A sign of holiness is the desire and ability in a person to love the world as God so loves us. This theme is an entire symphony in the life of Pope John Paul II, played out in many of his efforts to reach out to others. Three most impressive ways were: 1) his profound insights given over years of Wednesday Audiences and now called the “Theology of the Body”, 2) his fruitful outreach to Judaism, and 3) a less well known theme, his love and insight into the role and importance of the Apostolic Churches. In all three of these areas, the Holy Father was both prophetic and courageous.
As a Maronite Catholic, I would like to reflect on his love for the Apostolic Churches, especially as this theme played out in his wise and prudent desire to convoke the Synod for Lebanon in 1995.
Pope John Paul II, like his predecessor Pope Paul VI, envisioned the Synod of Bishops as a means to continue the springtime renewal of the Church begun with the Second Vatican Council. There have been twenty five Synods since 1965, some based on different themes, such as the Family, the Eucharist, and the Word of God, others based on territorial considerations, such as the Synod for Africa, Asia, The Americas, Europe and the Middle East. In 1991 Pope John Paul II announced his desire to convoke a Synod for Lebanon, unique because it was the only time a Synod focused on just one country.
Pope John Paul II developed the extremely popular moral conception that “Lebanon is more than a country, it is a mission.” He viewed Lebanese society as a model for religious and cultural plurality, and Islamo-Christian dialogue at the level of life, culture and politics. For a man who grew up in mostly Latin Catholic Poland the Holy Father went beyond his cultural comfort level and developed a love for the Churches of the East and for the country of Lebanon that was refreshing and surprising to say the least. Some attribute his love for Lebanon to his gratitude for having accepted so many Polish seminarians and priests who need shelter during the Nazi and later Communist oppression of the Church. The Holy Father knew of them personally and mentioned this during his Lebanon visit.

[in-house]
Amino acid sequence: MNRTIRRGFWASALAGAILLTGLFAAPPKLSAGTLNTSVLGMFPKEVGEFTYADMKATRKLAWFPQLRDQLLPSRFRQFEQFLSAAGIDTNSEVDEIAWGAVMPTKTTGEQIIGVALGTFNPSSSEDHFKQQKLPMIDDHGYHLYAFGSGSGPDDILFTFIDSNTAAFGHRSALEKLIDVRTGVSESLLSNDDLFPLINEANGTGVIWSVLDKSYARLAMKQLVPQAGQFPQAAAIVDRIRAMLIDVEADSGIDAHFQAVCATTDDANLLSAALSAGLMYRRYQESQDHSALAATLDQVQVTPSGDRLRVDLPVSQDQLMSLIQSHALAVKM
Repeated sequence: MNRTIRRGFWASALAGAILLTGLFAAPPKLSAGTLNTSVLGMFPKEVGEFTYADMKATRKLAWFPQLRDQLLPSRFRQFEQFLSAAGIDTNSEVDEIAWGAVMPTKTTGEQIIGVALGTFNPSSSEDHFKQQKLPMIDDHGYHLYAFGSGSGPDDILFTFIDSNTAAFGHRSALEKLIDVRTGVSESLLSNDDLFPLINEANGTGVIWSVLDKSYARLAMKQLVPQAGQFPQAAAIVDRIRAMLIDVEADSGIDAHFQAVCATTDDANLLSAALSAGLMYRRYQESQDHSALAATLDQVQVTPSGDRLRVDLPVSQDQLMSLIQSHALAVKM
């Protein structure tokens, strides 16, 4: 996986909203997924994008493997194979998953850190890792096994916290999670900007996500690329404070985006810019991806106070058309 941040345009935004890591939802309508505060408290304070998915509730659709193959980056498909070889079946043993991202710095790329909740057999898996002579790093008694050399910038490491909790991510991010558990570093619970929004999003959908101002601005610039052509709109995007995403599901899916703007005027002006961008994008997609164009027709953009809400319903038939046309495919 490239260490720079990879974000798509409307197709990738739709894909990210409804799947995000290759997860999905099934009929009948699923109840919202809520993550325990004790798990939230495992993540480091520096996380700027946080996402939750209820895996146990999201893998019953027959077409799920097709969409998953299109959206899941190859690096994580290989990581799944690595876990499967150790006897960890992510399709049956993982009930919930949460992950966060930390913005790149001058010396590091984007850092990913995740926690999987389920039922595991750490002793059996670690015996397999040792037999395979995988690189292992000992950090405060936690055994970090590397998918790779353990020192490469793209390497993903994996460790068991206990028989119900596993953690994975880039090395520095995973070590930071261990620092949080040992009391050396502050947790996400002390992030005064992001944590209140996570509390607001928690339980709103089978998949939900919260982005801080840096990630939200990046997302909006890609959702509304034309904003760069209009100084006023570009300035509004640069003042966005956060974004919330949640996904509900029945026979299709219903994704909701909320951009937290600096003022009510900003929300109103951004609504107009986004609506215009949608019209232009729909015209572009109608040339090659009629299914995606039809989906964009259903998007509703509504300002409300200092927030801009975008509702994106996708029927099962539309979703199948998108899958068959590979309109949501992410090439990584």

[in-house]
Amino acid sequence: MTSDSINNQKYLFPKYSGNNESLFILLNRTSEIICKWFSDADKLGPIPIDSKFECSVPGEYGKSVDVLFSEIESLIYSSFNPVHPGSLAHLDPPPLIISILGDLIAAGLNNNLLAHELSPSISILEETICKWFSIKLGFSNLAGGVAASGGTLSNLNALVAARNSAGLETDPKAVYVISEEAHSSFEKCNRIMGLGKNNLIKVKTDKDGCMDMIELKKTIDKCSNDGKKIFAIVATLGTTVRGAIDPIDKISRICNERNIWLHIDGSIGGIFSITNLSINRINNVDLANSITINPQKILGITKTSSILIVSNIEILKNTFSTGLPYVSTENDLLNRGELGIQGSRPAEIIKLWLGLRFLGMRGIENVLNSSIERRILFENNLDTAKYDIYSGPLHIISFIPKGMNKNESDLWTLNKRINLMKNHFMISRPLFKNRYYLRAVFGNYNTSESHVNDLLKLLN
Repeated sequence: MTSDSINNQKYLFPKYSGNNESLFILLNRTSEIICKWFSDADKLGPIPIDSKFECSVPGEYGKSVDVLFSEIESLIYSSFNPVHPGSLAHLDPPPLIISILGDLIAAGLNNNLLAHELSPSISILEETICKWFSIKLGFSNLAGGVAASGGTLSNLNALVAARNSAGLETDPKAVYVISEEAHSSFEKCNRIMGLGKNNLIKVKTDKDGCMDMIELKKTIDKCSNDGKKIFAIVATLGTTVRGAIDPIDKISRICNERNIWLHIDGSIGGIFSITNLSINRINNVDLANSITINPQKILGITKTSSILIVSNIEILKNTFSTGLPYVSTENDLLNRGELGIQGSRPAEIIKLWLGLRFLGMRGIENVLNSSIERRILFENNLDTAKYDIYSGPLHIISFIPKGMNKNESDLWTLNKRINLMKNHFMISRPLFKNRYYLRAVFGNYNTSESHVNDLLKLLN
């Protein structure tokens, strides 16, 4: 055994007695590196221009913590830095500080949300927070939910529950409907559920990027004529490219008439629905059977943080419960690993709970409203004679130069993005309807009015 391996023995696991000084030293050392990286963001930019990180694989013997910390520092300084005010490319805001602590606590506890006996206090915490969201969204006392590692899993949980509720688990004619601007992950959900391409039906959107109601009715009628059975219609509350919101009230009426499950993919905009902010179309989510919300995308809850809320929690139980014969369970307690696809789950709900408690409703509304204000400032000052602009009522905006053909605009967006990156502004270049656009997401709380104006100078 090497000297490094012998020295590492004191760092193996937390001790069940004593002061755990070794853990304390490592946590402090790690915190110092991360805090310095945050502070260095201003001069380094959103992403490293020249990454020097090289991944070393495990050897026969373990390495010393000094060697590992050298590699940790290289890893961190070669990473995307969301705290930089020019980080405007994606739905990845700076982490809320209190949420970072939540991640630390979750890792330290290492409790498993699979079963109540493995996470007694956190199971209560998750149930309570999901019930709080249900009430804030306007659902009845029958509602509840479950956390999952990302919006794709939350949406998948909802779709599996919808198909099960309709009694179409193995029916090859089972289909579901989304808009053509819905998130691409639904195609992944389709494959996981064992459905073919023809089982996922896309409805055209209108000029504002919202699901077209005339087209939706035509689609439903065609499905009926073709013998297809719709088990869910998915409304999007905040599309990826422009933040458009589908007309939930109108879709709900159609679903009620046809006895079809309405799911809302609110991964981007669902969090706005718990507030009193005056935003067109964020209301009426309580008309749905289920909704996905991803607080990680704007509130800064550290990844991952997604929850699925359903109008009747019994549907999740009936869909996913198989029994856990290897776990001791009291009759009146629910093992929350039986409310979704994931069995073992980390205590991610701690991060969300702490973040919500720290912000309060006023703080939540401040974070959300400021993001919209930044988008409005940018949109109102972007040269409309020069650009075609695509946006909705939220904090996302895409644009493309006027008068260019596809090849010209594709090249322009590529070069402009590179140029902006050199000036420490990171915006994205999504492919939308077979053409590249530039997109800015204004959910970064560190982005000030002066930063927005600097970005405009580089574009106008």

Likewise, the Pope expressed his respect for Lebanon in many diplomatic and ecclesial interventions since his earliest days after his pontifical election in October, 1978. However, the succession of wars in Lebanon, started in 1975, and caused by internal, regional and international interferences, prevented any intervention. When weapons were silenced in the Fall of 1990, Pope John Paul II was quick to call for a Synod for Lebanon. He did this June 12, 1991, and followed his convocation by a message to all the Lebanese people as well as a letter to the Catholic Patriarchs and Bishops in Lebanon (July 1991).